When you talk to migrants living in this wonderful city about the right to vote you are asked a lot of questions: “Can I register to vote even if I wasn’t born in UK? How can I vote if I work on the polling day? Which document shall I bring with me at the polling station? What can I vote for?”
After we answer all these practical questions, usually the most brave in the group, or simply the most disillusioned, asks more questions: Why should I vote? Who cares about me?
And suddenly everyone in the room seems to have found the perfect spokesperson for their feelings: the sense of powerlessness many citizens have, perceiving political institutions to be some cold, distant thing they don’t belong to or that does not belong to them.
It is the most challenging moment for all of us trying to engage with communities. The positive outcome of the meeting depends on the answer they will receive and they won’t make do with rhetoric or pre-packaged answers.
I could tell them I experienced the horrible consequences of citizens’ turning away from the institutions in my country (Italy). I witnessed the apathy of the electorate leading to the degradation of our politics and our country. But this is not about me, this is about them, here and now, and their need to see their problems reflected on the political agenda.
The truth about why to vote cannot be put into one easy answer. The truth is that the solution of many problems they cope with – lack of constructive activities for their kids, increasing housing prices, street safety, and cost and quality of education, are in the hands of our political representatives and we need to make them work for us. Local authorities supply a large number of services: education, social care, housing, libraries, leisure and recreation, environmental health, waste collection, planning applications, strategic planning, local taxation collection – using a combination of funds from business rates, the Central Government and Council taxes. The latter represent about 25% of local resources.
Councillors are elected in a specific areas (wards) which every borough is divided in and they work in small groups – committees – in order to ensure that all the services are provided in the best way. In a nutshell, they represent the local communities and are responsible for their economic and social well-being.
So the only way for migrant communities to have their voices heard is to take part in the political process from the beginning and all the time to ensure that they are heard and represented.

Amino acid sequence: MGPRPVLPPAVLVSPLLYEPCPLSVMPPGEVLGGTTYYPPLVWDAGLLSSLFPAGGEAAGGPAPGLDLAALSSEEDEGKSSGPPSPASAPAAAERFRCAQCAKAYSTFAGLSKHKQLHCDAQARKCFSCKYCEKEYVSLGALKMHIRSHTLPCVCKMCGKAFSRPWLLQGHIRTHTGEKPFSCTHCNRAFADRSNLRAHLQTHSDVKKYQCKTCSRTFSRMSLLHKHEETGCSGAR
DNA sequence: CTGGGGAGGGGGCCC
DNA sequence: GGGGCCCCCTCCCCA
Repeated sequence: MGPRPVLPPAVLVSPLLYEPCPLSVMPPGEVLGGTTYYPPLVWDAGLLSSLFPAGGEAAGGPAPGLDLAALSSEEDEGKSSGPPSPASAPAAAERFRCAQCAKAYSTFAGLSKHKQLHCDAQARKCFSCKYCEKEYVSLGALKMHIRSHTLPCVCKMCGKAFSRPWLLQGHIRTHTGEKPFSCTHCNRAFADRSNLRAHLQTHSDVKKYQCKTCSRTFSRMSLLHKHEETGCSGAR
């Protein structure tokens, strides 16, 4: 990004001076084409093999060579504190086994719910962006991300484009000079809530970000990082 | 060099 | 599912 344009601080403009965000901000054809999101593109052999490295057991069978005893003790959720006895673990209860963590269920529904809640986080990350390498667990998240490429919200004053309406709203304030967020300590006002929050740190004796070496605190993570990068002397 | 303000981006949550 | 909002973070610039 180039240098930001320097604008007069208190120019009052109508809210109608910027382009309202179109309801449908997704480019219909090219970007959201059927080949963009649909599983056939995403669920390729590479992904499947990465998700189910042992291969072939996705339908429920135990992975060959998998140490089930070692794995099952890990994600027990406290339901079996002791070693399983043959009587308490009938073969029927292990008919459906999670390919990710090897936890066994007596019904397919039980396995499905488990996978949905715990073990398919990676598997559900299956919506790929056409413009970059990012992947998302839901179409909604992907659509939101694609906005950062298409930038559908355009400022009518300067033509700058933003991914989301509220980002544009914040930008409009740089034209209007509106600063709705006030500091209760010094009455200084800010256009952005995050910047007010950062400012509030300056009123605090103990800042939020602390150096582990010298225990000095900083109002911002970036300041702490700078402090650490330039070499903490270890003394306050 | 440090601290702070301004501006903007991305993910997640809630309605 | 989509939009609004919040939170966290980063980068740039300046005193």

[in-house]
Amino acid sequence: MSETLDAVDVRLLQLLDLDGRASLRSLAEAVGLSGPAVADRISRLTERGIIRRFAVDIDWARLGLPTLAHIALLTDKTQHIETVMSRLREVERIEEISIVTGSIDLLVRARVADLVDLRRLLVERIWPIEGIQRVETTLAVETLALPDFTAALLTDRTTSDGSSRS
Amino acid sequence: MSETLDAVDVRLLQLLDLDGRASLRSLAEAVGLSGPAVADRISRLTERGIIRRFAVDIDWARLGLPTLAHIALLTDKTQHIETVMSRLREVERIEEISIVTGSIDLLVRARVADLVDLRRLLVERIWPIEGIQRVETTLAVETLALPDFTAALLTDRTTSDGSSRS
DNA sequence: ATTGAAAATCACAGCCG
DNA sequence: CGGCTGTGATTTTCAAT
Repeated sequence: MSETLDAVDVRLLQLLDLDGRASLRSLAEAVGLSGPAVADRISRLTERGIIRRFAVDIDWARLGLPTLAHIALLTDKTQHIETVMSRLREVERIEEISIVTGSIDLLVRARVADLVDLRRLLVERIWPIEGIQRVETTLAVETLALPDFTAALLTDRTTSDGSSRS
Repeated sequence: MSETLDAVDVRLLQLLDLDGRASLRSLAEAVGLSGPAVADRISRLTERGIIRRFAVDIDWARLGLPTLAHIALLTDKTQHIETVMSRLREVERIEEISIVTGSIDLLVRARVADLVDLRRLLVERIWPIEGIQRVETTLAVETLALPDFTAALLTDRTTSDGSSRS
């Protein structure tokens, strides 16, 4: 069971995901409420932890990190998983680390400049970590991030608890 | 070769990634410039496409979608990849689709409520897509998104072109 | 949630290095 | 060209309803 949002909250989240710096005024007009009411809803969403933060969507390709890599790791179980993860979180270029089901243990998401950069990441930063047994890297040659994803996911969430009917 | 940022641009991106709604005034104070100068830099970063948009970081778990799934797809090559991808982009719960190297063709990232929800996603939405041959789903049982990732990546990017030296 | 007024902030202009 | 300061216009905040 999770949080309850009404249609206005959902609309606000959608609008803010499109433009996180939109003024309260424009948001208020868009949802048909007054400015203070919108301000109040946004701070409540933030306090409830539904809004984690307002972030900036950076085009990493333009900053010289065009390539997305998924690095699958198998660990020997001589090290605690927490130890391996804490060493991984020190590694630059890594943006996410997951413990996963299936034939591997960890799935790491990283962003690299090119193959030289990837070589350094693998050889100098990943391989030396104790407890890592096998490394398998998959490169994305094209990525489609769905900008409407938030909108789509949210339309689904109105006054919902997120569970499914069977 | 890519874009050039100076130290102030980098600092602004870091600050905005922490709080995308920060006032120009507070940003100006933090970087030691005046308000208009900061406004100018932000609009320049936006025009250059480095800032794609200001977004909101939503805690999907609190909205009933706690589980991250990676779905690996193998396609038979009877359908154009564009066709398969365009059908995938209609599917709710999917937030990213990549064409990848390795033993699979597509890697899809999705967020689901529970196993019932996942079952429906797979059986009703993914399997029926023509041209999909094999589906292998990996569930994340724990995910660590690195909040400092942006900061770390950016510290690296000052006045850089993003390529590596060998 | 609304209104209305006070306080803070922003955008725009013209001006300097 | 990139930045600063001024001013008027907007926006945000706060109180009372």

This means that the work does not end at the polling station; it requires a constant commitment in terms of participation in the public debate and local action in our neighbourhoods.
In 2010 62% of the electorate went to the polling stations to express their preferences for local councillors, the highest turnout in the history of local elections. This result is pretty far from the trend observed during the previous 16 years, when the average of the electoral participation was around 35%. It is not complicated to figure out the impact organised communities could have in boroughs where foreign-born people represent 30, 40 or even 50% of the residents – especially in those wards where the difference between the third elected councillor and the first not-elected was 10, 20, 50, or 100 votes.
In boroughs like Tower Hamlets, Newham, Brent and many others a handful of votes could be decisive in everyone’s daily life, especially after the Localism Act in November 2011 decentralized the power and increased the role of local government. Foreign-born people or others who feel marginalized or excluded should realise they have the power to change their own situation.
The simple and complicated truth is that democracy and voting is not about politics or elections, it is about everyday life and we need to be at it every day.
I have spent many months listening to people who made incredible effort to escape from war, poverty, lack of opportunities, all to have a better life talk about how they feel detached from their local politics. I am not sure that I have right answer for them, but I have a question: do you really want to give up now?
Useful links in making up your mind about why and who to vote for:
BBC Guide to European and Local Elections 2014
Wikipedia Guide to UK Local Elections 2014
Vote for Policies makes it easy to compare what the political parties are promising to do. It helps you make an informed, unbiased decision about who to vote for.
Vote Match is an online election quiz which matches users to the political party that best represents their views in an election, based on the issues which they select as most important.
Wikipedia Guide to EU Elections 2014
And if you still stuck on “Why Should I Vote?” question have a look at some inspirational young people we have been working with – they just can’t wait to vote!